It’s called a rainy-day fund, but should it be spent on water?In a way, that’s what Texas voters were asked to decide Tuesday.Voters overwhelmingly approved Proposition 6, a plan to take $2 billion from the state’s rainy-day account to create a water implementation fund.The money could be used on a variety of projects identified in the state's water plan, which is administered by the Texas Water Development Board with input from local leaders in each region of the state. One example could be construction of Lake Ralph Hall, a proposed reservoir that would be built north of Greenville and would serve a large swath of Denton County.The Texas Commission on Environmental Quality in September approved a water rights permit this week for the lake, which would be named in honor of the long-time congressman in that area. It will likely be the first major new water supply to be approved in the region in nearly 30 years.Supporters say Proposition 6 would ensure the state has a good water supply for the next 50 years. The proposal has broad support from elected leaders such as House Speaker Joe Straus.“Water is something Fort Worth and Dallas can agree on. It's also something Democrats and Republicans can agree on,” Straus, R-San Antonio, said during a September news conference at the Westin Galleria in Dallas.But opponents say Proposition 6 is little more than an attempt to steer subsidies to investors and real estate holders - all the while feeding off Texans' fear of drought and a dwindling water supply. Texas already has $6 billion of bonding authority for water projects that was approved by voters in 2011 and hasn't been used, said Linda Curtis, director of Independent Texans, a watchdog group based in Bastrop.“You have to scratch your head and wonder why we need more money when we haven't touched the $6 billion revolving bank fund passed in 2011,” Curtis said. “Water speculators and real estate interests want better terms, when they already have the best credit and borrowing ability of anybody pretty much in the state of Texas right now.” This report includes material from the Star-Telegram archives.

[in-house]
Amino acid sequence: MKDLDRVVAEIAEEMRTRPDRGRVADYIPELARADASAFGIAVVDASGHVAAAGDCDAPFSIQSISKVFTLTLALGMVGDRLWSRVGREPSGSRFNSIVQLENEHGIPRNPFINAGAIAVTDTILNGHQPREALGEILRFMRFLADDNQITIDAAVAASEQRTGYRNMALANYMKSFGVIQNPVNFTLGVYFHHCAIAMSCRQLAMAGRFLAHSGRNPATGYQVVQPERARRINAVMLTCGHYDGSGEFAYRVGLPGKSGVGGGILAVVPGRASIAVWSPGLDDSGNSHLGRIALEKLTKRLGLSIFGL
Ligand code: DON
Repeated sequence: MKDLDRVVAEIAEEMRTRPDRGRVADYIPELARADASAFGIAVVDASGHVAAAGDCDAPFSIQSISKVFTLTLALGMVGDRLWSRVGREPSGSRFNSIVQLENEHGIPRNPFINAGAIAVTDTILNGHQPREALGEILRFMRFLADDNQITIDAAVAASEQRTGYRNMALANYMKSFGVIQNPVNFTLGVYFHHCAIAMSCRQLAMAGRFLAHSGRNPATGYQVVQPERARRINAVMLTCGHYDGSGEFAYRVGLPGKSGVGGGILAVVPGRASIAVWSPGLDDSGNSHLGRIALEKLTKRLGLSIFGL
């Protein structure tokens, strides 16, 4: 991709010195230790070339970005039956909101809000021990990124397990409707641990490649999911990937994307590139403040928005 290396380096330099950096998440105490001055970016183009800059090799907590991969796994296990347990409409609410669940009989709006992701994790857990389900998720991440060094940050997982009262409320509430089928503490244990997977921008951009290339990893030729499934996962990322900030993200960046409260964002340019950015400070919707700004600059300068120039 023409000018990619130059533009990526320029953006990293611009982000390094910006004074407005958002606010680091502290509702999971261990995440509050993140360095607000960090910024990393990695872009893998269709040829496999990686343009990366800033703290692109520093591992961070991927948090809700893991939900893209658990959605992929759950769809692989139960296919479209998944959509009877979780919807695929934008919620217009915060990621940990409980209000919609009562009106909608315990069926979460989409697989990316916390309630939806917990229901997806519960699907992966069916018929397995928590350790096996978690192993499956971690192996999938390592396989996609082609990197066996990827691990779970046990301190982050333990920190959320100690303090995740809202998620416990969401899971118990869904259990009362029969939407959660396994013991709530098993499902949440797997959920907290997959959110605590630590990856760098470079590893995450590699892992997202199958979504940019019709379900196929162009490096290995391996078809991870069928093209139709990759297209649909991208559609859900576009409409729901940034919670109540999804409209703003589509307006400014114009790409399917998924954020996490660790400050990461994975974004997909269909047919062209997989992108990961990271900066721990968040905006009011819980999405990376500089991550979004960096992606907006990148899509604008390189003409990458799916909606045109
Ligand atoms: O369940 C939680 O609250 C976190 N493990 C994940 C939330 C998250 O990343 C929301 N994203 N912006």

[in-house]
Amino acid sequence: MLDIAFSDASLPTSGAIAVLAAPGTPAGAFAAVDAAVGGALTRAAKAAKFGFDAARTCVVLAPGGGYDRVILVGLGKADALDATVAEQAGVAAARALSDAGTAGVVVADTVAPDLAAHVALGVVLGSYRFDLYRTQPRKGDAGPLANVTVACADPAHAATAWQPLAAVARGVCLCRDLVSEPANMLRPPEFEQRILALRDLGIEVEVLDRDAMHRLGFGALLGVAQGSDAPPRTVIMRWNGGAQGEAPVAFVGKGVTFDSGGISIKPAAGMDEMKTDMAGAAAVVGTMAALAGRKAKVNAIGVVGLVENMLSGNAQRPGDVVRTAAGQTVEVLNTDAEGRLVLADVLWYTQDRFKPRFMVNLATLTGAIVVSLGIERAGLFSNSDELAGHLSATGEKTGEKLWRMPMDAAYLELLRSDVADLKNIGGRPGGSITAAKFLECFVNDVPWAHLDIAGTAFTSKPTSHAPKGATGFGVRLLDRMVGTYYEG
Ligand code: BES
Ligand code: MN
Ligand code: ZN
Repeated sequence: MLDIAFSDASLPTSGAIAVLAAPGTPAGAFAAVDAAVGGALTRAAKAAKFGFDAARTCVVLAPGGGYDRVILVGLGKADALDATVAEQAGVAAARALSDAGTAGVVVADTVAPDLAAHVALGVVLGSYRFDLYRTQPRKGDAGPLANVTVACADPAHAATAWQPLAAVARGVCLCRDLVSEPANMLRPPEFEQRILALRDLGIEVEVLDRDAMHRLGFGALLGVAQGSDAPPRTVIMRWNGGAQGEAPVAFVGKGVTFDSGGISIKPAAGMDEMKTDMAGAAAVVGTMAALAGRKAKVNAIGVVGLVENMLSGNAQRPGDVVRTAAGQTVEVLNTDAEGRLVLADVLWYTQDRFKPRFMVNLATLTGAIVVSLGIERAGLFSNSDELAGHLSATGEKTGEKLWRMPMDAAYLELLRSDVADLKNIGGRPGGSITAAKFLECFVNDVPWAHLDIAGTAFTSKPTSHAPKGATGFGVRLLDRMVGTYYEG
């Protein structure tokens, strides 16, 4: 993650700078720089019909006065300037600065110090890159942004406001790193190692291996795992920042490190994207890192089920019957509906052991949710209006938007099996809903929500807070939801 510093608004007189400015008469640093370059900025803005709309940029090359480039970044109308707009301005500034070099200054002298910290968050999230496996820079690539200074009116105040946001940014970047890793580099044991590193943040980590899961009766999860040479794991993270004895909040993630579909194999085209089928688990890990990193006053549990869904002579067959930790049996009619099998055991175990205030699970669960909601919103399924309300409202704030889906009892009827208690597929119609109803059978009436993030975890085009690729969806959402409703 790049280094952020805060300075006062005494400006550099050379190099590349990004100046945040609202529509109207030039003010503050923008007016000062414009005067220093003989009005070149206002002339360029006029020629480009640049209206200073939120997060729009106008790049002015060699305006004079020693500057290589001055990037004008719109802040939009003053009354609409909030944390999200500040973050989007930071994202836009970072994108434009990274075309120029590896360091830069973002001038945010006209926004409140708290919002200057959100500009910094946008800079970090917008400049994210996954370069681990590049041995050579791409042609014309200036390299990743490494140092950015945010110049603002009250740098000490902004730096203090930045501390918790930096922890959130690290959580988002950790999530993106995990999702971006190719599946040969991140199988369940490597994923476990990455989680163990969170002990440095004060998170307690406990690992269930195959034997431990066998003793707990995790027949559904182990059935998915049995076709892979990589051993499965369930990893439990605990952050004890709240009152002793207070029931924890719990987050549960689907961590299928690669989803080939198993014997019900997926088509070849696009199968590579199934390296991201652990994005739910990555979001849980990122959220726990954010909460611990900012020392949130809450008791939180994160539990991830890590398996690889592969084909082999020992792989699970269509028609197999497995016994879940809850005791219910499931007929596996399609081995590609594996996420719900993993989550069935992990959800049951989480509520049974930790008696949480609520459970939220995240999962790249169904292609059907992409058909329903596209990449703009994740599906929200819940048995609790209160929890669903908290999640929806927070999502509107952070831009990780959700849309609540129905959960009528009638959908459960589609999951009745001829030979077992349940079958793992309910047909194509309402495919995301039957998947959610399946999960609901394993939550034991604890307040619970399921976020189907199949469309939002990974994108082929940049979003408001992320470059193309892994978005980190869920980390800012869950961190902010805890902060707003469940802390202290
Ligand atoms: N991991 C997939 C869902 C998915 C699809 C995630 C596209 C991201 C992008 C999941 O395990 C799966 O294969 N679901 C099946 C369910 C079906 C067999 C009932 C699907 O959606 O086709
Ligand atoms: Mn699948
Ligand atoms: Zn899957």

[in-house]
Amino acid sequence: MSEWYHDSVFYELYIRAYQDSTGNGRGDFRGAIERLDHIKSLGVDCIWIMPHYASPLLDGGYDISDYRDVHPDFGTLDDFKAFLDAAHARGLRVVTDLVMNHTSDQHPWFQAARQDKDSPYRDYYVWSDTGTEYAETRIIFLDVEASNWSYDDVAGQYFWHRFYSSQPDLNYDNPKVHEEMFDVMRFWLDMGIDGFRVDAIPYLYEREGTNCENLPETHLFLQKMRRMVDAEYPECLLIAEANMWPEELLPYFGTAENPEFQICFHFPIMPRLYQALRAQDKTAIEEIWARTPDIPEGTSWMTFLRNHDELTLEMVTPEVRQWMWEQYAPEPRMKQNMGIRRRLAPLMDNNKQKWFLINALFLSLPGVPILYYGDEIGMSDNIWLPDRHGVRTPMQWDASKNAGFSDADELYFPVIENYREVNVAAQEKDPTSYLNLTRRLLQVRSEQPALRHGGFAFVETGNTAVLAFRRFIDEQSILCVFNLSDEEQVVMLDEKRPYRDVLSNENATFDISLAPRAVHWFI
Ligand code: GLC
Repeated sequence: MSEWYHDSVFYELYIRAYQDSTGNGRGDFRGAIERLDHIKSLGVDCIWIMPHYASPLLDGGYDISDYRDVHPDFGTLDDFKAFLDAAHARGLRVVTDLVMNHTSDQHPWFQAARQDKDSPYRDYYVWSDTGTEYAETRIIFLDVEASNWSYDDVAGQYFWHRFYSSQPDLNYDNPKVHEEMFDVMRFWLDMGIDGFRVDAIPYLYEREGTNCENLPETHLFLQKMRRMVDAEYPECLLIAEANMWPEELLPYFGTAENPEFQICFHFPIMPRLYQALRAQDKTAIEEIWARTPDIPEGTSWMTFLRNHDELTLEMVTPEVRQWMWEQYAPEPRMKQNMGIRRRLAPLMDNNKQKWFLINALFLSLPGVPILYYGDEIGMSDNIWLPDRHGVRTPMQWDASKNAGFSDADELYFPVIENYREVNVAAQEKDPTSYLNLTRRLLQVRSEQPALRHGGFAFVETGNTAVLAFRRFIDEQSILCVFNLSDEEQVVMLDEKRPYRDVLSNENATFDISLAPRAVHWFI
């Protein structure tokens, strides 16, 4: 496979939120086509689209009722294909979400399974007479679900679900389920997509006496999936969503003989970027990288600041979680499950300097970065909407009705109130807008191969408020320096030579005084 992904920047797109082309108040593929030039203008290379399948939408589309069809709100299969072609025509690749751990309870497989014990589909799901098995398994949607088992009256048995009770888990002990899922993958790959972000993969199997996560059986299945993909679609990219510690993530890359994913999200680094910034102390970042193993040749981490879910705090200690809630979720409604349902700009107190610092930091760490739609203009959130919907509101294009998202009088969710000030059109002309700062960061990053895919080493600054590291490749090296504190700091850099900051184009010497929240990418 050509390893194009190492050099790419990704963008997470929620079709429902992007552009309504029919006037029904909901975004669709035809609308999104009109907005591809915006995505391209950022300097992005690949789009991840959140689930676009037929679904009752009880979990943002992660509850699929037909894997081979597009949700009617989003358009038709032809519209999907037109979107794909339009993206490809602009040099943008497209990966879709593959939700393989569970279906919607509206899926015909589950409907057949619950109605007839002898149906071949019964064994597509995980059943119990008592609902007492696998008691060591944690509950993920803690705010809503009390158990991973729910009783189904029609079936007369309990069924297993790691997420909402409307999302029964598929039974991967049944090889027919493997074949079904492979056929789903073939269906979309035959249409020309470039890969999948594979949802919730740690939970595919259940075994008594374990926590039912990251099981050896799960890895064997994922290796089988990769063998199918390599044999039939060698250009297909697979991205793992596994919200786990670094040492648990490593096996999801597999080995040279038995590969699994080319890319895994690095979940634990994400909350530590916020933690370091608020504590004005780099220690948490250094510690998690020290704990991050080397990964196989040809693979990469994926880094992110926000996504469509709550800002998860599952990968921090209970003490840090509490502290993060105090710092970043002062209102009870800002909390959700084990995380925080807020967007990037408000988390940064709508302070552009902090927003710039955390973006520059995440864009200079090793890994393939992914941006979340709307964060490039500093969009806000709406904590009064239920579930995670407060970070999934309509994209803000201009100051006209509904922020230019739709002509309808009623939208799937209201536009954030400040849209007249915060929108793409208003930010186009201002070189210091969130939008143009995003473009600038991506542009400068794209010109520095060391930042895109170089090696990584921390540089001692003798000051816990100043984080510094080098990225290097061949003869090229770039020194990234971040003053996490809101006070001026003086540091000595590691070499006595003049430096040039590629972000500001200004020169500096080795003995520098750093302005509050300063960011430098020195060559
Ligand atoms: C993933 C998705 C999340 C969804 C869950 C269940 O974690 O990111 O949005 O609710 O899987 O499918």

Gordon Dickson, 817-390-7796 Twitter: @gdickson